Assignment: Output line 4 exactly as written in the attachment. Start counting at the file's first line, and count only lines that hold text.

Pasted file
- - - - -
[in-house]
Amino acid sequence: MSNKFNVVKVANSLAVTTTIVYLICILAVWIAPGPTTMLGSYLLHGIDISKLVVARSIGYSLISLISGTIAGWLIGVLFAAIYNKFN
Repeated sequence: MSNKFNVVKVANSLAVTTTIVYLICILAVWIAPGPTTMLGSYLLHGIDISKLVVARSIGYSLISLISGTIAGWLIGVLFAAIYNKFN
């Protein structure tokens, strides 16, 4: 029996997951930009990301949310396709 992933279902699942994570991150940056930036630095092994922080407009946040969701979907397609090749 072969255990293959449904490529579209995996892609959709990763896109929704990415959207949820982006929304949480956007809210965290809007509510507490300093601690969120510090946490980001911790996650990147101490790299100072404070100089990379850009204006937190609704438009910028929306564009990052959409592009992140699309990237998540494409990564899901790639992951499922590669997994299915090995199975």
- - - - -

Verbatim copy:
């Protein structure tokens, strides 16, 4: 029996997951930009990301949310396709 992933279902699942994570991150940056930036630095092994922080407009946040969701979907397609090749 072969255990293959449904490529579209995996892609959709990763896109929704990415959207949820982006929304949480956007809210965290809007509510507490300093601690969120510090946490980001911790996650990147101490790299100072404070100089990379850009204006937190609704438009910028929306564009990052959409592009992140699309990237998540494409990564899901790639992951499922590669997994299915090995199975």